At Epiphany the Magi direct out gaze to Wisdom incarnate – at Christmas the shepherds direct our gaze as we follow them even unto Bethlehem – Here lies the Shepherd of his Sheep. 

And where will He dwell? Where will He pitch his tent?

Wherever His sheep are.

So wherever you are this Christmas – that is where the Shepherd is to be found

'And we have seen his Glory . . . full of Grace and Truth'


Friday, 23 December 2011

O Emmanuel - The Eye of the Storm

The 'O Antiphons' are sung according to tradition, during the evening liturgy on the last days of Advent. Each one is a named attribute of The Christ, to whose coming the church looks forward with eager and in these latter days, heightened expectation

'They heard the sound of the Lord God walking in the garden at the time of the evening breeze, 
and the man and his wife hid themselves from the presence of the Lord God 
among the trees of the garden.'

The writer John Steinbeck, most famous for his novels such as East of Eden and Of Mice and Men also wrote an account of a fascinating road trip he took with his French Poodle Charlie, to check out the state of the heart of America in the early 1960's. In 'Travels with Charlie' he describes the passing of a hurricane over his coastal residence, in itself a terrifying occurrence - but what he finds almost more disturbing is the eerie silence as the Eye passes directly over where he is holed up.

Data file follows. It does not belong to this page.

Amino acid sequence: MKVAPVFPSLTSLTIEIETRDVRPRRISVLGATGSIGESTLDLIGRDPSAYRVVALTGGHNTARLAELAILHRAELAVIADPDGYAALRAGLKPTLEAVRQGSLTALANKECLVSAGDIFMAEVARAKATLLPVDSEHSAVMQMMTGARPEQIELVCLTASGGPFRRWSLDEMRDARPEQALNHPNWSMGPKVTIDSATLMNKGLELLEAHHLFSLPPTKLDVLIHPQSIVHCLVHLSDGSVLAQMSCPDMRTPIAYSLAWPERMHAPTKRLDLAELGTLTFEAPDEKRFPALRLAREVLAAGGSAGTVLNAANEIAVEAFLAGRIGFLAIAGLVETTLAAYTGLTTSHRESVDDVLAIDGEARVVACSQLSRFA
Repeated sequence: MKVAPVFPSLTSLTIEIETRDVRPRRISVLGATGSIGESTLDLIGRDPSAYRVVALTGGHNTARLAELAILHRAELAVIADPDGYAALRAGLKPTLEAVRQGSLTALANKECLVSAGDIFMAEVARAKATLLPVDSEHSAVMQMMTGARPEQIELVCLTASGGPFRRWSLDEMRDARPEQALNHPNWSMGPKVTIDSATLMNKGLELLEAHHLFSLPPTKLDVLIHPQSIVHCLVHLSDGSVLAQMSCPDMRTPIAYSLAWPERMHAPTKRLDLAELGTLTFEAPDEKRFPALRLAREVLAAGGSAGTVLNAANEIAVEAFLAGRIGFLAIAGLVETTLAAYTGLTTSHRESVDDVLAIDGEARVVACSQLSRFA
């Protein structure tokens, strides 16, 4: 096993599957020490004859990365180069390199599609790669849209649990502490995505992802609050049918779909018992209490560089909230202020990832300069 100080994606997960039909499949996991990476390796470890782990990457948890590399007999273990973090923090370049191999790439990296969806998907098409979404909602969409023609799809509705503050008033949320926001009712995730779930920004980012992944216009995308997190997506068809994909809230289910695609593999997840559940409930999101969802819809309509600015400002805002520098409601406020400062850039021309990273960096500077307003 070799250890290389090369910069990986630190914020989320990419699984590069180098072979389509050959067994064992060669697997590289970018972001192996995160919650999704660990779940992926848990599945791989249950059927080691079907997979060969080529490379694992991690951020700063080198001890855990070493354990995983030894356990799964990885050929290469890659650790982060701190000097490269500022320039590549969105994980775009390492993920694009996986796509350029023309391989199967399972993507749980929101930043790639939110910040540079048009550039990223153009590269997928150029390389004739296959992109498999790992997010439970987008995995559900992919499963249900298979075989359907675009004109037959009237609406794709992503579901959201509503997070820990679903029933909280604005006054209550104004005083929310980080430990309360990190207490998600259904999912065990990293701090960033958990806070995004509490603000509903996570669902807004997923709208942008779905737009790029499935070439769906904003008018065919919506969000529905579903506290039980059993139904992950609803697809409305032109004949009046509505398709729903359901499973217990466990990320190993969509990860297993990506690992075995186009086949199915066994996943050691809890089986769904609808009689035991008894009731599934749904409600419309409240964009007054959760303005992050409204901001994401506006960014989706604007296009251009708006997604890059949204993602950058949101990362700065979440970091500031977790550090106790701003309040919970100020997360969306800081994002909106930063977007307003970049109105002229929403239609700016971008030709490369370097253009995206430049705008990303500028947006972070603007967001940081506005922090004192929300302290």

As we listen to the  familiar story of the infancy narrative these next few days I guess we will hear the words 'God with us' - "This" is all about 'God with us' we will no doubt be told and Unambiguously told 'This is Good News!'. Except it isn't. One must practise a kind of myopia to read the Scriptures and especially those elements which speak of the Presence of God to see the promise of "God with us" in terms we would gladly endorse as Good!